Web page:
Charles Spurgeon often shared this story: “At last one snowy day, it snowed so much that I could not go to the place I had determined upon, and I was obliged to stop on the road; I found rather an obscure street, and turned down a court, and there was a little chapel. It was the Primitive Methodist Chapel. I had heard of these people from many, and how they sang so loudly that they made people’s heads ache; but that did not matter. I wanted to know how I might be saved, and if they made my head ache ever so much I did not care. So, sitting down, the service went on, but no minister came (the snowstorm made him late). At last a very thin-looking man came into the pulpit, opened his Bible, and read these words, ‘Look unto Me, and be ye saved, all the ends of the earth.’ Just setting his eyes on me, as if he knew all my heart, he said, ‘Young man you are in trouble.’ Well I was, sure enough. Says he, ‘You will never get out of it till you look to Christ.’ And then lifting up his hands he cried out, ‘Look! look! look! It is only look,’ said he. I saw at once the way of salvation. Oh, how I did leap for joy at that moment! I know not what else he said, I did not take much notice of it. I was so possessed with that one thought. Like as when the brazen serpent was lifted up, they only looked and were healed. I had been waiting to do fifty things, but when I heard this word, ‘Look!’ what a charming word it seemed to me! Oh, I looked until I could almost have looked my eyes away; and in heaven I will look on still in my joy unutterable.” 
 Joseph S. Exell, The Biblical Illustrator: St. John, vol. 1 (London: James Nisbet & Co., n.d.), 240–241.
For everything there is a season, and a time for every matter under heaven. Ecclesiastes 3:1, ESV.
Thank you to those of who have read this blog/devotional over these past few months. I hope it has been of some benefit to you.
I began this effort on March 26. We had just canceled all on-site meetings of the church and I was looking for a way to keep communicating from the Word to our church family. After 140 or so posts, it is time to take a break. Writing and reviewing take time and there are church and school demands that I need to devote attention to. I will continue to post on occasion. You can subscribe to the RSS feed (see the link on this page) or follow the church on Facebook if you want to know when those posts occur.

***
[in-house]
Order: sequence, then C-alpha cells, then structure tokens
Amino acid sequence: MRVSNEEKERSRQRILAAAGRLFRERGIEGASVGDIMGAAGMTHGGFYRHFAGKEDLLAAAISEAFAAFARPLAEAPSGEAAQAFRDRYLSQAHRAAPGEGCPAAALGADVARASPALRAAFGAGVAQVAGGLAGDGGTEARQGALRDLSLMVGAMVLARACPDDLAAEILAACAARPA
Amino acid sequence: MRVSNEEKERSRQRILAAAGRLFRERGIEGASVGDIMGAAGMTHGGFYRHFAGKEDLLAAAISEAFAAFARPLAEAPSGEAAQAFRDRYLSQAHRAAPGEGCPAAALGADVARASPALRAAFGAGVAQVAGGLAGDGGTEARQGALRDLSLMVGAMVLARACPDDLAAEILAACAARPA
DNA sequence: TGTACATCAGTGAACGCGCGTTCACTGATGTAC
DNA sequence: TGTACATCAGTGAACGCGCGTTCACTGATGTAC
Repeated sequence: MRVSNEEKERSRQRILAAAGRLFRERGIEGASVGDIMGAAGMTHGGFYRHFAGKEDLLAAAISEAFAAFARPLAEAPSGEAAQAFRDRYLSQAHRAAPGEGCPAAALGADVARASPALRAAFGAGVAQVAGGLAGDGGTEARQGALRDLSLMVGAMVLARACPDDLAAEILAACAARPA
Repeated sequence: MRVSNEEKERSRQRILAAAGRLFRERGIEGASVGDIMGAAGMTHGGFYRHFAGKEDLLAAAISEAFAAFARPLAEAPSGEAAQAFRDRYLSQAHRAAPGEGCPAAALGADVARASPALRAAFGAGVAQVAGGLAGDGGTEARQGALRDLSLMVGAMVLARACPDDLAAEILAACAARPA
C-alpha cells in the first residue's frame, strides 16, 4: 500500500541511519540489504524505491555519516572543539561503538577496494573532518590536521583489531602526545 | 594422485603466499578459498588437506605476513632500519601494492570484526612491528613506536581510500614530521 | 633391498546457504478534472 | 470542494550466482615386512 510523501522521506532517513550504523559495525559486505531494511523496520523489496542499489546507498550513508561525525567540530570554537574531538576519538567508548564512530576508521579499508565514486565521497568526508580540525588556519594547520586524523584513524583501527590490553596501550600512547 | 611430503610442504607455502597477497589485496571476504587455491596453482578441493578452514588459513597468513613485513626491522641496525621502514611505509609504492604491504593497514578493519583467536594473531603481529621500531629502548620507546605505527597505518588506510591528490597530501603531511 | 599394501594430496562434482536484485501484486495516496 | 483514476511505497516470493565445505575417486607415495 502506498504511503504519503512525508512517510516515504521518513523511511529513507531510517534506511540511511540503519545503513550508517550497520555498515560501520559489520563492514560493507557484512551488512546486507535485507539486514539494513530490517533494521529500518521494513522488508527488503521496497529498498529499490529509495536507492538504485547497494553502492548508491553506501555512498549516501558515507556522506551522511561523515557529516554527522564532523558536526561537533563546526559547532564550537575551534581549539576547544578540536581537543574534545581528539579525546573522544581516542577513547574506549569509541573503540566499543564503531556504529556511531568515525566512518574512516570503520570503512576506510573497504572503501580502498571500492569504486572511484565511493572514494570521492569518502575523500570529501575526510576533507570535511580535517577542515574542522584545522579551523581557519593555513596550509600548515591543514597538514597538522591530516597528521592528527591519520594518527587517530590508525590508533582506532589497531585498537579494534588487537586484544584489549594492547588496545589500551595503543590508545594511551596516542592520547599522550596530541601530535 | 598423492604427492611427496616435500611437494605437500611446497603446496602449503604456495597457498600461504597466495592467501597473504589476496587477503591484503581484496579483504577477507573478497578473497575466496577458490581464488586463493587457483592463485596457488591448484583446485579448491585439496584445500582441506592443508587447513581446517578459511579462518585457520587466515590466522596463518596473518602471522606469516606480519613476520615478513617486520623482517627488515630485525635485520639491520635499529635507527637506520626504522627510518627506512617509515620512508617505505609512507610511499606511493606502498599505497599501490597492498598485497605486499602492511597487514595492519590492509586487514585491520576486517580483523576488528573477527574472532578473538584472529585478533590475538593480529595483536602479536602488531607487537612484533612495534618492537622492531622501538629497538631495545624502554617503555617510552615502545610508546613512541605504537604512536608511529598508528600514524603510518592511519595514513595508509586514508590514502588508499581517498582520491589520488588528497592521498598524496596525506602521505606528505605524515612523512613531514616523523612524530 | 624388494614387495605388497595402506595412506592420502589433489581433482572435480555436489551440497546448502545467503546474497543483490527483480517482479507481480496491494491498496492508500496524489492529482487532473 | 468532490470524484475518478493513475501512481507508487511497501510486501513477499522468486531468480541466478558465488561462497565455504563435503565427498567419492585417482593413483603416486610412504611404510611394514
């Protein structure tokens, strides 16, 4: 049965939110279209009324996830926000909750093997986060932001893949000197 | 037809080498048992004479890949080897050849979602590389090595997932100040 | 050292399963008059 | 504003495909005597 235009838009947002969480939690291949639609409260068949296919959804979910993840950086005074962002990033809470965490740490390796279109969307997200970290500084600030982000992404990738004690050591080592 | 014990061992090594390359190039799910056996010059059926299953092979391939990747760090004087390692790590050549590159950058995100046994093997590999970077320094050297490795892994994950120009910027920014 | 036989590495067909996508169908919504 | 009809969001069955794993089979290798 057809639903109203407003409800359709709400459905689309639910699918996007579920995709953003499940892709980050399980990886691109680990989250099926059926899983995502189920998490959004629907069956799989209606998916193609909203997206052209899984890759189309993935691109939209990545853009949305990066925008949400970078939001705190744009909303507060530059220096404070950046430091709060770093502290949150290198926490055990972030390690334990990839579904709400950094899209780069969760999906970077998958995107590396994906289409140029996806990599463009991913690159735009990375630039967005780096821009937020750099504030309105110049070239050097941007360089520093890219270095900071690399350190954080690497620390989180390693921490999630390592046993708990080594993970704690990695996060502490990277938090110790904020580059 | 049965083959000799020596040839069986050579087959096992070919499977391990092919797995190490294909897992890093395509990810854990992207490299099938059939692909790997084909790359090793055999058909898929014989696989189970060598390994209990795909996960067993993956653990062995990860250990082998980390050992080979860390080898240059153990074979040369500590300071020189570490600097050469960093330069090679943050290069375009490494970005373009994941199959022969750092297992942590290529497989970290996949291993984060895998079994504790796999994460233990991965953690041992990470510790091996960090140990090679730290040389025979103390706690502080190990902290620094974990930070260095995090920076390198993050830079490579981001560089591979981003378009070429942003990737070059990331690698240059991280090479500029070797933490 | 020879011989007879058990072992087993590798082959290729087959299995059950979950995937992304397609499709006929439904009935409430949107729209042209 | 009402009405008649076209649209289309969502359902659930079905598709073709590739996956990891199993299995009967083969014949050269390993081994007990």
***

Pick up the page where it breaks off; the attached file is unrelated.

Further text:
God bless you all. I will continue to pray for you.
In yesterday’s sermon, I referred to a list of helpful diagnostic questions to use to help keep from joining in the self-righteous hostility that has come to characterize the world around us. As I mentioned, these questions came from an article written by Dave Harvey. His article is worth reading in its entirety.
May we learn this lesson well.
I am praying for you,
And the Lord spoke to Moses, saying, “Speak to the people of Israel and say to them, When you cross the Jordan into the land of Canaan, then you shall select cities to be cities of refuge for you, that the manslayer who kills any person without intent may flee there. The cities shall be for you a refuge from the avenger, that the manslayer may not die until he stands before the congregation for judgment. And the cities that you give shall be your six cities of refuge. You shall give three cities beyond the Jordan, and three cities in the land of Canaan, to be cities of refuge. These six cities shall be for refuge for the people of Israel, and for the stranger and for the sojourner among them, that anyone who kills any person without intent may flee there. Numbers 35:9-15, ESV.
Why does God demand that Israel set up cities of refuge in the Promised Land? Gerard Van Groningen offers a threefold explanation: